Junior waited beside his snowmobile. Willi recalled the few times he came here to see Cody when Pa was still alive. Her grandfather sat in his recliner, giving Junior a close watch while Cody hid behind the chair. She and Junior quickly ran out of things to talk about. He rubbed his face and yawned before he left a half-hour later.

Willi stopped in front of her ex-husband. She crossed her arms. “What was it you wanted to tell me?” 

Junior cleared his throat.

“When I saw that picture of our boy, I realized how much he looked like me.” He stopped. “I was a real lousy father to him. I know it now.” He lowered his head briefly. “Do you remember how happy I was when he was born? Believe me, I was. When we found out about him not being right, I just couldn’t handle it.” His voice trailed off. “I stopped thinking about him and you. I was wrong, all wrong.”

Willi wrapped her coat, so it closed around her. She was chilled now that she wasn’t moving. “You’re a little late, aren’t you?”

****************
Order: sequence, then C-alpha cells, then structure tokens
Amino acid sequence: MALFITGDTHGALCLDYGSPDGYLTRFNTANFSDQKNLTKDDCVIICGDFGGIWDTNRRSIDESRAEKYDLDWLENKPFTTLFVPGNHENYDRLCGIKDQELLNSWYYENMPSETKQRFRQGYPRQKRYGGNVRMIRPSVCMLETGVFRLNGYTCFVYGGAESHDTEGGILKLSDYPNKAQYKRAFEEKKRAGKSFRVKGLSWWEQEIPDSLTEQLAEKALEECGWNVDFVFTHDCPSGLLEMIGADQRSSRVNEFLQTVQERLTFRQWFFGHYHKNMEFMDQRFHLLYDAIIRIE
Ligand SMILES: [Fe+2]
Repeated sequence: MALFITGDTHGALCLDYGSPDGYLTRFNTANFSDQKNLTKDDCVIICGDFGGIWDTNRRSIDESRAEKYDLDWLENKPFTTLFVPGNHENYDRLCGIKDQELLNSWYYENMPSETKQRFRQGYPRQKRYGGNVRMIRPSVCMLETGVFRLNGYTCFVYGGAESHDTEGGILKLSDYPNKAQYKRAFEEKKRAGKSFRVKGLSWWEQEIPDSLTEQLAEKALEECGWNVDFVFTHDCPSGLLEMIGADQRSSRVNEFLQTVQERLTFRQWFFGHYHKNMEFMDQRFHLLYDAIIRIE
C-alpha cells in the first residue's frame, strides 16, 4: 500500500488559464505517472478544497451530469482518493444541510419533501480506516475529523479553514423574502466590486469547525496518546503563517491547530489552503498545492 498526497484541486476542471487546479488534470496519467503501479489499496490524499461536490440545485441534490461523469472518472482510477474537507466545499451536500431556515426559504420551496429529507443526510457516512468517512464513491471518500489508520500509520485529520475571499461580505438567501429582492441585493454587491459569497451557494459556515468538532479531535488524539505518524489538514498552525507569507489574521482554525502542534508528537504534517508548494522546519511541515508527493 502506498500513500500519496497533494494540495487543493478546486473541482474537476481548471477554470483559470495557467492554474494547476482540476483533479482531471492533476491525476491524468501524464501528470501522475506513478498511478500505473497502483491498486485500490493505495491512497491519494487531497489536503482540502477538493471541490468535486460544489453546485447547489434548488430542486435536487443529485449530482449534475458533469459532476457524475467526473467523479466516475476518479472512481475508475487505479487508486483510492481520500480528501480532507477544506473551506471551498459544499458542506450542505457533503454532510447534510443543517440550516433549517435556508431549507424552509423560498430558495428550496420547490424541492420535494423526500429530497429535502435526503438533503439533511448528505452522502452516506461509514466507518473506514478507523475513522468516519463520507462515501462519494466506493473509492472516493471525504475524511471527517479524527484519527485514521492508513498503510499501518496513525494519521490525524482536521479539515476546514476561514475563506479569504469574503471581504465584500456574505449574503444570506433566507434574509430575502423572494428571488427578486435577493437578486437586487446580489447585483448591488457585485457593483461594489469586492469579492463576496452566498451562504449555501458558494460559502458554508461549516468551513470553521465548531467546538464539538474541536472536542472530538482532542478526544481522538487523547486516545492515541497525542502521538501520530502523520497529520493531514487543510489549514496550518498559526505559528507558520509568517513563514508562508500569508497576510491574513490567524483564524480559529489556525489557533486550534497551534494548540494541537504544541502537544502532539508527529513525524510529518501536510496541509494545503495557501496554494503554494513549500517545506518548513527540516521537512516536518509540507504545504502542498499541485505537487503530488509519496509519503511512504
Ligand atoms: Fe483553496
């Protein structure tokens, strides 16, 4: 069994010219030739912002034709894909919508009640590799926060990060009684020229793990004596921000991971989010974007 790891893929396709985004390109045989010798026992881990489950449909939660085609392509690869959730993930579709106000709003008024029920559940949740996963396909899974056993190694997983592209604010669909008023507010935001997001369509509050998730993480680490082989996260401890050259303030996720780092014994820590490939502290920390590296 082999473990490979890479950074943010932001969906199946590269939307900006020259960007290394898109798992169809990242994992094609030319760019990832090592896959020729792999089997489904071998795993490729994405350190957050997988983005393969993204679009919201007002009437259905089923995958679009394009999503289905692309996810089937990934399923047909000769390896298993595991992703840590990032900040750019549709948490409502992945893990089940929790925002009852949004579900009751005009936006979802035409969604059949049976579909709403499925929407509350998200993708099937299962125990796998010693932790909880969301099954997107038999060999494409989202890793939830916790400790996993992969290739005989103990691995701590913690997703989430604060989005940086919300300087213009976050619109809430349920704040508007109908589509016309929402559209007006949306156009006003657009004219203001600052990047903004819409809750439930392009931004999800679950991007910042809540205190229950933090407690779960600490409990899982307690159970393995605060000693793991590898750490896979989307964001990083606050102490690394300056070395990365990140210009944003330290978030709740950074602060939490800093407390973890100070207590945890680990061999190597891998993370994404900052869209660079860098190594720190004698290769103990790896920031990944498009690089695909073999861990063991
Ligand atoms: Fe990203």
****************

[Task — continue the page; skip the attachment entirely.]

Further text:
Junior shifted from one boot to another. “Shit, Willi, I just wanna make it up to you.”

“Is that so?”

She glared at Junior. She remembered how she and Cody used to eat spaghetti with margarine for supper while he was out chasing women. If it hadn’t been for Pa, she didn’t know what she would’ve done.

“I wanna show you somethin’,” she told Junior.

Willi marched around the side shed and toward the backyard. The snow reached her boot tops, but she kept going until she got to the clothesline. Junior was behind her.

“Stop right here,” she said.

Willi used her hand to guide Junior’s line of vision over the hill’s steep edge. It snowed since the accident, but she still could make out where her feet sank as she tried to catch her boy. Her prints formed a dotted seam, which made it seem as if the earth could split easily along that line. 

“See that?”

Junior squinted at her pointed finger. “What am I lookin’ at?”

“That’s where it happened. That’s where Cody died. How do you think you’re gonna make that up to me?”

Willi sobbed loudly, and she didn’t care if Junior saw or heard her. His hands were stretched out, palms up, as if he were surrendering. Junior said her name as he came closer, but Willi took a swing, catching him on his face in one solid shot that made him grunt. She collapsed, sobbing and pounding the snow with her fists. Junior came close again, but this time she didn’t resist. She let him help her to her feet and use his arm to guide her into the house.